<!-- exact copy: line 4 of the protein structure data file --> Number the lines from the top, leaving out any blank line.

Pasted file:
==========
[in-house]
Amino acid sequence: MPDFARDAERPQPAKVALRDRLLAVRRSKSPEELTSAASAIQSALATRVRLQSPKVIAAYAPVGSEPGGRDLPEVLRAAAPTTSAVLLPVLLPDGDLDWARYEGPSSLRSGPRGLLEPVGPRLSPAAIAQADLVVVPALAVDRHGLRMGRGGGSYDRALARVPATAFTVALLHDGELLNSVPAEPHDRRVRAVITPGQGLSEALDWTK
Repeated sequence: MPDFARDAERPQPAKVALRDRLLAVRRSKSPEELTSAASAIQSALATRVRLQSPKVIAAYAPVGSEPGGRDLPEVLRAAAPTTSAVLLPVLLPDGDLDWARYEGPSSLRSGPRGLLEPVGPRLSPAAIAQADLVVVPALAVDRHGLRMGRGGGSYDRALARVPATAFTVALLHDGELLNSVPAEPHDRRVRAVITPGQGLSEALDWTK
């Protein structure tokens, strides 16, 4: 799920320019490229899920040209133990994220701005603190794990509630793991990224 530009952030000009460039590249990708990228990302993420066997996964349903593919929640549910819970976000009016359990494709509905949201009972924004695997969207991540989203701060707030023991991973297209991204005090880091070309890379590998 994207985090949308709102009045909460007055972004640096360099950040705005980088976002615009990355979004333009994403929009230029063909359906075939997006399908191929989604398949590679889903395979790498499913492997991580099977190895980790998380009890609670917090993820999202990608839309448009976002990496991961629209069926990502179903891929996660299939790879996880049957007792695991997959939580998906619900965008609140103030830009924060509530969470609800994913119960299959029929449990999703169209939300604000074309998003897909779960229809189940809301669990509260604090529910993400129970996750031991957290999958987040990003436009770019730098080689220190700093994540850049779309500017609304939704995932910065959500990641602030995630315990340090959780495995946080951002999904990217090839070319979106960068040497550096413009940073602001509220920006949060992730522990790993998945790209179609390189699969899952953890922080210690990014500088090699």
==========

């Protein structure tokens, strides 16, 4: 799920320019490229899920040209133990994220701005603190794990509630793991990224 530009952030000009460039590249990708990228990302993420066997996964349903593919929640549910819970976000009016359990494709509905949201009972924004695997969207991540989203701060707030023991991973297209991204005090880091070309890379590998 994207985090949308709102009045909460007055972004640096360099950040705005980088976002615009990355979004333009994403929009230029063909359906075939997006399908191929989604398949590679889903395979790498499913492997991580099977190895980790998380009890609670917090993820999202990608839309448009976002990496991961629209069926990502179903891929996660299939790879996880049957007792695991997959939580998906619900965008609140103030830009924060509530969470609800994913119960299959029929449990999703169209939300604000074309998003897909779960229809189940809301669990509260604090529910993400129970996750031991957290999958987040990003436009770019730098080689220190700093994540850049779309500017609304939704995932910065959500990641602030995630315990340090959780495995946080951002999904990217090839070319979106960068040497550096413009940073602001509220920006949060992730522990790993998945790209179609390189699969899952953890922080210690990014500088090699």